Written by:
Tommy Wolf
California Licensed Realtor
tommyw@realestatebackops.com
DRE # 02044169

You’re an experienced realtor. You’re accustomed to fighting through the grueling struggles of initiating multi-faceted marketing plans, generating interest, converting leads, and generally trudging through the thick mud of paper and hustle that blend together to compose the battlefield of the real estate industry. You laugh looking back at how your first listing presentation made you nervous, and you’ve since rewired your brain into an AI database of market analysis and agent scripts you can recall and recite to effectively and efficiently acquire clients, work with other agents, and move the purchase along at any and every stage of the home buying process.

“Now that we’ve agreed with the seller on the terms of the sale, cleared all contingencies, and reviewed the title reports, we’re ready to take care of transaction costs! Are there any questions you have for me before moving forward?”

You say your dialogue with the buyer so natural and automatic you hardly have to think to extract it from your vast storage of real estate knowledge.

“Can we make our home purchase using Bitcoin?” They respond.

Would your answer to that question be a blank stare? It might seem like this would be outside the realm of reality, but believe it or not, home purchases with Cryptocurrencies have already happened, and they’re becoming more and more popular.

At the beginning of 2017, a buyer in Southern California used 3,300 Bitcoins to buy a Cape Cod-style mansion in Manhattan Beach for $3.225 million. Later, a Miami condo reportedly sold for 17.7 bitcoin. The trend of home purchases using cryptocurrency has been increasing steadily ever since. On Redfin, the number of listings that accepted cryptocurrency jumped from 75 in December to 134 in mid-January. You’ve probably heard of this trend somewhere along the way, but if your hope was that it is a fad that will fizzle out and there’s no real need to read up on the subject since it will have no relevance in your day to day real-estate-selling-life, you may want to reevaluate.

The volatility of cryptocurrency and recent drop in prices alludes to its eventual demise, but this is likely a temporary lull, and a resurgence of cryptocurrency in the future, particularly in the real estate industry, is highly probable. The driving force behind the initial meteoric rise of bitcoin was excitement over the possibilities. At its core, the price of any cryptocurrency to date has been a product of hype rather than application, as demonstrated by the strong correlation between bitcoin rates and the volume of google searches for bitcoin, which stands at a whopping 91%. So why is there any reason to believe a resurgence will be made, and cryptocurrency will become relevant in the real estate industry? Because of the third-party circumventing nature of cryptocurrency and considering how often money exchanges between and through third parties in real estate transactions, the real estate industry is a prime target for Crypto Entrepreneurs, making the rate-stabilizing shift from excitement to application all but imminent.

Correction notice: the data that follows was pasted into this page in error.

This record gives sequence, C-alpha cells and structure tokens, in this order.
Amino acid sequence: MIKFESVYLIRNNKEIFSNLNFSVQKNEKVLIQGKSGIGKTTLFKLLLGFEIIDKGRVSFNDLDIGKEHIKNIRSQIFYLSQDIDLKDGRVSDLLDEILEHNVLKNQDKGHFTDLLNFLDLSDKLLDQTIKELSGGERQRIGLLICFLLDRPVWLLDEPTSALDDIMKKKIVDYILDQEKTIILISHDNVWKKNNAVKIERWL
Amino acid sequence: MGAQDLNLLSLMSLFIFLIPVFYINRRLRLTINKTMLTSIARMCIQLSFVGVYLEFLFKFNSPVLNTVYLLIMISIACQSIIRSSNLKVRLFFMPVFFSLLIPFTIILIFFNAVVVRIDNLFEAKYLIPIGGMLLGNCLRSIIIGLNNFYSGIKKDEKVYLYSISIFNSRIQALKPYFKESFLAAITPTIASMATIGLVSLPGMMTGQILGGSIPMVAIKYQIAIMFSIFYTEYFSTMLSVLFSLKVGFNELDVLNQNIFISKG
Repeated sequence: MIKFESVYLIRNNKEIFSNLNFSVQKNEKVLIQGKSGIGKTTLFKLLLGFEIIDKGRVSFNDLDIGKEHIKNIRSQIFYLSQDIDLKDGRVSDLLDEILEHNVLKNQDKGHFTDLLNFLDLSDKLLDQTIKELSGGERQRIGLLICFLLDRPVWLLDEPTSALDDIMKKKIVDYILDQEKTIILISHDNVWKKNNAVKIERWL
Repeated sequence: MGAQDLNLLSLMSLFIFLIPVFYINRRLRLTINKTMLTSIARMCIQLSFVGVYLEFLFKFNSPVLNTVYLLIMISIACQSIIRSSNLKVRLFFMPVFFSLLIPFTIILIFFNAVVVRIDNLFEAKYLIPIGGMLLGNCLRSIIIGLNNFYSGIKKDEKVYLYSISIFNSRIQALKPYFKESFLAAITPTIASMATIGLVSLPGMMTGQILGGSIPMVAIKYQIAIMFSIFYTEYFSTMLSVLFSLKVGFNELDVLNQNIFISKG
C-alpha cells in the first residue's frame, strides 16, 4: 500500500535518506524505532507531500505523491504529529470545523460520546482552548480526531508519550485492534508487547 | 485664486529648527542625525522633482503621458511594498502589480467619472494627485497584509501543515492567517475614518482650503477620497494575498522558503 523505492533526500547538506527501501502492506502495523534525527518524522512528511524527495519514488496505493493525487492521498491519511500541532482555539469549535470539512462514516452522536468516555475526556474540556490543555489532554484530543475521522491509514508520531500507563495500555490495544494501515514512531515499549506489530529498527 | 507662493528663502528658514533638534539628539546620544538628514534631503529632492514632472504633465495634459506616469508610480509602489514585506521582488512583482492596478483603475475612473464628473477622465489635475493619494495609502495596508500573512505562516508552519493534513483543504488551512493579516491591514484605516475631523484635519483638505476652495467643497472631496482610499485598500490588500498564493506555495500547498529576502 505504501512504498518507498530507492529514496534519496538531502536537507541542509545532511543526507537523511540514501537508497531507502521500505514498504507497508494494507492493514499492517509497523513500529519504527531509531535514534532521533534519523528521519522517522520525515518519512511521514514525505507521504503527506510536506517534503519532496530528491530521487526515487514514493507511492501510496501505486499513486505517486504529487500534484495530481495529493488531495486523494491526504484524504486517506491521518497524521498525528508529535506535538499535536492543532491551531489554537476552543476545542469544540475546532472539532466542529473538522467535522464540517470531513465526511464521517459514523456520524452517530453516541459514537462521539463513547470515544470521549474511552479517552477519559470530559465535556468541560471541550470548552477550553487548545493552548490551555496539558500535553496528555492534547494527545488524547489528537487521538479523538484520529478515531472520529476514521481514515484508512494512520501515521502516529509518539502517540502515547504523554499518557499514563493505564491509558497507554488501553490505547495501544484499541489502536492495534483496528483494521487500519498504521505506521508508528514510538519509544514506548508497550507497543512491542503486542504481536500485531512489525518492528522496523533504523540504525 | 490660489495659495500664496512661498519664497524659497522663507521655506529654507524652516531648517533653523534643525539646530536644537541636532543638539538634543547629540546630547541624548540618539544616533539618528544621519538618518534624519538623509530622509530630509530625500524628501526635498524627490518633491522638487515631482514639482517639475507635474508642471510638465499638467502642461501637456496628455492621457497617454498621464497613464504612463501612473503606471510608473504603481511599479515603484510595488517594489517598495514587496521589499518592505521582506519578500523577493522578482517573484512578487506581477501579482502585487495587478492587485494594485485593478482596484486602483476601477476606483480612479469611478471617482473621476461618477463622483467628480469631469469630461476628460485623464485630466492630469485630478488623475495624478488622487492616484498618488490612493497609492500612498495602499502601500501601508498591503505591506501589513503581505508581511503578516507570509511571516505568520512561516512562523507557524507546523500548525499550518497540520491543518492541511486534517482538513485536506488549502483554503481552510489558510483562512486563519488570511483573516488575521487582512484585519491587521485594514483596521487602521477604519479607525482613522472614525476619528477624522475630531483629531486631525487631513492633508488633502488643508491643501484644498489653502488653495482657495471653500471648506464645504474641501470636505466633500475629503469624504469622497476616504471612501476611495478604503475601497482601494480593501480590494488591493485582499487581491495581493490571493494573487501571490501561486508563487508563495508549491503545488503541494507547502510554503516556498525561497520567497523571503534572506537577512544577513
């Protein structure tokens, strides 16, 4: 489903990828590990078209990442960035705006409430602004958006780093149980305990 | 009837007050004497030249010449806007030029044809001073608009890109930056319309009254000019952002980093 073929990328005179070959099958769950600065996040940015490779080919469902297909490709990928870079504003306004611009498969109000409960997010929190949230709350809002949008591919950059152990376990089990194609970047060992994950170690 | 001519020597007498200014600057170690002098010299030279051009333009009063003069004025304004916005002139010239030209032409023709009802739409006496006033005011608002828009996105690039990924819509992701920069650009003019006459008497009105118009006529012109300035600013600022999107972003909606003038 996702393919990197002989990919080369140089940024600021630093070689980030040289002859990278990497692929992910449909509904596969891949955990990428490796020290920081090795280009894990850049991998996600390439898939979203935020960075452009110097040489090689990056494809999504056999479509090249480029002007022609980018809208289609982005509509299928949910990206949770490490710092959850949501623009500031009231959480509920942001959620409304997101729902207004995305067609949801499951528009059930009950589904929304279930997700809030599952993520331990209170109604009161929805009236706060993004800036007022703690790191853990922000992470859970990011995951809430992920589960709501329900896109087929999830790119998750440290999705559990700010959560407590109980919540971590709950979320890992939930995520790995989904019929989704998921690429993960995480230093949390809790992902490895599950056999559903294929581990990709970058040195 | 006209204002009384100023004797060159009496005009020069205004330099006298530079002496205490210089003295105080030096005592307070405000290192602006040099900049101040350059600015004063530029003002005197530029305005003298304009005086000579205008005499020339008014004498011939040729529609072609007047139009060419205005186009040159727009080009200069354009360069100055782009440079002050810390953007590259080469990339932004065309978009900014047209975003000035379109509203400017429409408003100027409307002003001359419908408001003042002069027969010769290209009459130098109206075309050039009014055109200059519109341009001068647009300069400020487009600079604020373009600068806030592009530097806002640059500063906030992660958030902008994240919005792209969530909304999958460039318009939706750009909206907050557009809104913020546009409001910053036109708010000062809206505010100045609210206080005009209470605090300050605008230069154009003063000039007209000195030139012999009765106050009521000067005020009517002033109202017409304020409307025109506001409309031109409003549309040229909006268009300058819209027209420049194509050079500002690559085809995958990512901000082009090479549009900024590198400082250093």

Consider, for example, how one of the more mainstream Cryptocurrencies, Ethereum, functions. In the interest of keeping this article comprehensible, I won’t get too much in the innerworkings of blockchain. All you really need to know to understand why Ethereum is poised to rattle the real estate industry is one subtle difference that sets it apart from Bitcoin. Ethereum aims to abstract away bitcoin’s design so that developers can create applications or agreements that have additional steps, new rules of ownership, alternative transaction formats or different ways to transfer state. The goal of Ethereum’s ‘Turing-complete’ programming language is to allow developers to write more programs in which blockchain transactions could govern and automate specific outcomes. Put simply, Ethereum utilizes what are referred to as “smart contracts,” under which developers can preemptively program individual steps into agreements that can be automatically executed contingent upon a certain occurrence or action. One of the proposed functions of this application is the transfer of ‘Ether’ from one account to another once a task or set of tasks predetermined in the contract have been completed.

Now consider this application as it compares to the role of Escrow companies in a real estate transaction. An escrow is a deposit of funds, a deed or other instrument by one party for the delivery to another party upon completion of a specific condition or event. It is an independent neutral account by which the interests of all parties to the transaction are protected. Since these responsibilities can all be easily shifted from human operated Escrow companies to Ethereum smart contracts, which makes more sense to entrust the execution of your transaction? Smart contracts would not only execute all transfers at the moment of task completion, whereas traditional Escrow companies are subject to human response time, but smart contracts have no need for a salaried staff to function.

This demonstrates just one of the more readily available opportunities for Cryptocurrency to rear its head in the real estate industry. As more Cryptocurrencies with more abstractions and functions enter the market, and more applications and innovations for each are implemented, who knows what the real estate world of the future could look like!

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